March 15 (Bloomberg) -- European Union governments are set to sidestep Russian business and focus sanctions on individuals with a political involvement in the seizure of Crimea, said an EU official with knowledge of the preparations.
Scores of Russians will probably be included on the list that’s due to be discussed by EU foreign ministers in Brussels on March 17, according to the official, who asked not to be named because the deliberations are private. The focus will be on politically significant individuals and not on the business community in Russia, the official told reporters yesterday.
Germany’s Bild newspaper reported yesterday that the EU and U.S. planned to impose sanctions on Russians including Alexey Miller, the chief executive officer of Russian gas-export monopoly OAO Gazprom, and Igor Sechin, who heads OAO Rosneft, Russia’s largest oil producer. Bild cited sources in Washington and Brussels it didn’t name.
“This list has not yet been adopted to date so I cannot confirm actual names,” European Commission foreign affairs spokeswoman Maja Kocijanic told reporters in Brussels yesterday.
EU governments are poised to impose asset freezes and visa bans on people and “entities” involved in Russia’s seizure of Ukraine’s southern Crimea region. While limited, the measures will be significant and are intended to send a signal to those individuals in Crimea and in Russia who are involved in action member states consider illegal, the official said.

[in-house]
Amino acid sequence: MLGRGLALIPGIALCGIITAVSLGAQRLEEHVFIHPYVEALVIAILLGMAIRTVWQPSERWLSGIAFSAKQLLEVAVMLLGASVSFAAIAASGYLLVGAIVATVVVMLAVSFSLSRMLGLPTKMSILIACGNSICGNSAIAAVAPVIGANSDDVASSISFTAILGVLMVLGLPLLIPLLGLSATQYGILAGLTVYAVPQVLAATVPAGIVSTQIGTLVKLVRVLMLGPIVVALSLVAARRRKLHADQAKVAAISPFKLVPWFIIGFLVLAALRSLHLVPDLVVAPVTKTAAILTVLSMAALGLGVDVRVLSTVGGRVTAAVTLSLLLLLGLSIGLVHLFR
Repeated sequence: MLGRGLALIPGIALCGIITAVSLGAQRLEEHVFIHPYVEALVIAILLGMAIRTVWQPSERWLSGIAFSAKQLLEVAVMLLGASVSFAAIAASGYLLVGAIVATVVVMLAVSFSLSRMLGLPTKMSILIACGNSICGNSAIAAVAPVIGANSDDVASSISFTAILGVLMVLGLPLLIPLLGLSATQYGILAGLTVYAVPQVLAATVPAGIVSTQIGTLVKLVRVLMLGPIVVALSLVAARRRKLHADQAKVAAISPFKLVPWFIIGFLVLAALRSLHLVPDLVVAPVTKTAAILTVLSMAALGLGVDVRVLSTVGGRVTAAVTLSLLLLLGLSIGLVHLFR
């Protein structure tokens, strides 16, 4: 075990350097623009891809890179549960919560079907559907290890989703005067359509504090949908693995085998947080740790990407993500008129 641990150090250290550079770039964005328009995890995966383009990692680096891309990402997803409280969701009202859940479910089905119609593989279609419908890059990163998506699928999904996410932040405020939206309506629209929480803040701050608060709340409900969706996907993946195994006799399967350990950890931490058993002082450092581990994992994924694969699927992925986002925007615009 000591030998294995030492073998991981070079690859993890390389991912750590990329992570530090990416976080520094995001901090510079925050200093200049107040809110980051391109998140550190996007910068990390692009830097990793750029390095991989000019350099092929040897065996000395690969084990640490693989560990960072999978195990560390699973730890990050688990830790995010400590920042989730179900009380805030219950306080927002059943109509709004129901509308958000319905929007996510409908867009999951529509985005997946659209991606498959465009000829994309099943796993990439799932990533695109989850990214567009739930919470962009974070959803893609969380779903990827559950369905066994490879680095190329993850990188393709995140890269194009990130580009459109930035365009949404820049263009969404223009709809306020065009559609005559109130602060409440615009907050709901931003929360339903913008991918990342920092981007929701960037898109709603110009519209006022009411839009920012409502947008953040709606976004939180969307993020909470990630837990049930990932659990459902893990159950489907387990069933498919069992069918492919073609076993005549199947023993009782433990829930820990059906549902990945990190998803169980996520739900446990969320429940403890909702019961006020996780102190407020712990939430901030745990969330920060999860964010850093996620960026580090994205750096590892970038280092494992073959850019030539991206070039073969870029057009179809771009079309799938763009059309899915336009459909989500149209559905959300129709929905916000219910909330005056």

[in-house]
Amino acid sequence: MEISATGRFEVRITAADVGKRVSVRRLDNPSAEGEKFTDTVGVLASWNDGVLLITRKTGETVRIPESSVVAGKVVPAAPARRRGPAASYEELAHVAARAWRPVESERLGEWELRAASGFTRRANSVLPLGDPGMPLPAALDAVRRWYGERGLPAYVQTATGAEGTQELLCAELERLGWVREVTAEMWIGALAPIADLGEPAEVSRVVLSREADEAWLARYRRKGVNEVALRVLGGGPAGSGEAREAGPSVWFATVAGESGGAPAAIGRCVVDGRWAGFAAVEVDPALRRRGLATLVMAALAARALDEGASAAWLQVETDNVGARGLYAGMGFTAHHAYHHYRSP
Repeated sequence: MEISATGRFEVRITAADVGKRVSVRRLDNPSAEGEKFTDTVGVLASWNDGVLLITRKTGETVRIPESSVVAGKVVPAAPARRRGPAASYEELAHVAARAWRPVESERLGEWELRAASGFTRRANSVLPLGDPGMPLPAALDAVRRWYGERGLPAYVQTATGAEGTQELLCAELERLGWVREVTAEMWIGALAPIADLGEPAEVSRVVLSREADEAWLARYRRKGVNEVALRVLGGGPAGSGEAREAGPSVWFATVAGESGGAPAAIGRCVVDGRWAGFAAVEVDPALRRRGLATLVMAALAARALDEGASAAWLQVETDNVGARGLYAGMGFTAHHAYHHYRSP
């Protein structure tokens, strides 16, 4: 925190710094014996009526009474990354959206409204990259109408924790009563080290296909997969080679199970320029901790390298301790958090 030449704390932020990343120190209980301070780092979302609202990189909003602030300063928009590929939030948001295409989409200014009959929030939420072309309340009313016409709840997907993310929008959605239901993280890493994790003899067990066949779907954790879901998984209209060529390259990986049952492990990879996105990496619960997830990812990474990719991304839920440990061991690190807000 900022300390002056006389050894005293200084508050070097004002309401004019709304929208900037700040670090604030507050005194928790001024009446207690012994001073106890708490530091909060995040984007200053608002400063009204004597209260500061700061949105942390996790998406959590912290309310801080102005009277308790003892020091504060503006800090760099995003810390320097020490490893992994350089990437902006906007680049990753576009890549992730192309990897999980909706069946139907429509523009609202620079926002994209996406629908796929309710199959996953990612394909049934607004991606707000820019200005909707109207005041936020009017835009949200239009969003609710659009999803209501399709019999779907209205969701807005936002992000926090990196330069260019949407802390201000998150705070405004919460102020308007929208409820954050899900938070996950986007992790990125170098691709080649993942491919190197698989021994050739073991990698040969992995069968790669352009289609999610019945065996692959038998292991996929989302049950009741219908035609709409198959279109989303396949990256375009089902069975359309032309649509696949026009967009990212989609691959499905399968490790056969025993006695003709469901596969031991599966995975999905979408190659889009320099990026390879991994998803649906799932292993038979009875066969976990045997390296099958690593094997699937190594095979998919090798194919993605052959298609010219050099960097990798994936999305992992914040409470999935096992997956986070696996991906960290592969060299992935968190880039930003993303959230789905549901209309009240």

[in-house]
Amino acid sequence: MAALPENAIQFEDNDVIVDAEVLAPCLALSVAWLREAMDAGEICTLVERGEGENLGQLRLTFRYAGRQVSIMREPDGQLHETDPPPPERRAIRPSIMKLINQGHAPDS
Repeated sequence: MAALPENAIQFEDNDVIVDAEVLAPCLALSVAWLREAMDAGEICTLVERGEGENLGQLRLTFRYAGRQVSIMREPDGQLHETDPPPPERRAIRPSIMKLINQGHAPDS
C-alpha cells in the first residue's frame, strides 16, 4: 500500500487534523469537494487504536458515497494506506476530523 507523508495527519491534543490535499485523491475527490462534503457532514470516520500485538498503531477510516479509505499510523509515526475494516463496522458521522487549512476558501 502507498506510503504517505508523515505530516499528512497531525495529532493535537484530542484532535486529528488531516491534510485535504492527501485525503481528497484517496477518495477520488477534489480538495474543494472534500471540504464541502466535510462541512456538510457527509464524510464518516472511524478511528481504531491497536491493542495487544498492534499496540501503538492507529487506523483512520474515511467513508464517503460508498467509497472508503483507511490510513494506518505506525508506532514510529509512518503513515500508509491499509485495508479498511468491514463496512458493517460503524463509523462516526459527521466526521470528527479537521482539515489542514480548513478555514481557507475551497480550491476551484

The EU has had just over a week to draw up the list, following a March 6 emergency summit of the 28-nation bloc’s leaders. The legal preparations have to be watertight to make sure the penalties survive potential court challenges, another official told reporters separately yesterday.
Depending on Russia’s response to the initial measures, EU leaders due to meet in Brussels on March 20-21 will consider the “additional and far reaching consequences” that were floated at the emergency summit, the second official said.
Further sanctions beyond asset freezes and travel bans will be discussed by the foreign ministers, said the first official. There is no agreement between governments yet on what these measures will constitute nor how they would be triggered, according to the official.
“All the detailed preparation that needs to be done is being done,” U.K. Prime Minister David Cameron’s spokesman, Jean-Christophe Gray, told reporters in London yesterday. The foreign ministers’ meeting “is being very thoroughly prepared” and will be “very important,” Gray said.
To contact the editors responsible for this story: Alan Crawford at firstname.lastname@example.org Mark Williams